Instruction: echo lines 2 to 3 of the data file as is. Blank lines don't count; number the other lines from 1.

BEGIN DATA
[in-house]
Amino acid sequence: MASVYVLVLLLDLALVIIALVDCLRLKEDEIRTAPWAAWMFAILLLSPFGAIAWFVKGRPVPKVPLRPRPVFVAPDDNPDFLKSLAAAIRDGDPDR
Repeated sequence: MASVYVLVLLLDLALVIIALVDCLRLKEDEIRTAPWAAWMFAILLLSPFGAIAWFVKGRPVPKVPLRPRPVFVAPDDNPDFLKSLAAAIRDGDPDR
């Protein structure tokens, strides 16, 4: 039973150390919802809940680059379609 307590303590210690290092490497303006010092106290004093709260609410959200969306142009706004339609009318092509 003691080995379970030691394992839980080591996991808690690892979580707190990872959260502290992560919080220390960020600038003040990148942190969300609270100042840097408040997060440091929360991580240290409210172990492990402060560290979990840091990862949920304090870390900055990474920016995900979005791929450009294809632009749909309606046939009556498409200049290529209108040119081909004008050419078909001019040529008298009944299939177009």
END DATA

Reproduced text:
Amino acid sequence: MASVYVLVLLLDLALVIIALVDCLRLKEDEIRTAPWAAWMFAILLLSPFGAIAWFVKGRPVPKVPLRPRPVFVAPDDNPDFLKSLAAAIRDGDPDR
Repeated sequence: MASVYVLVLLLDLALVIIALVDCLRLKEDEIRTAPWAAWMFAILLLSPFGAIAWFVKGRPVPKVPLRPRPVFVAPDDNPDFLKSLAAAIRDGDPDR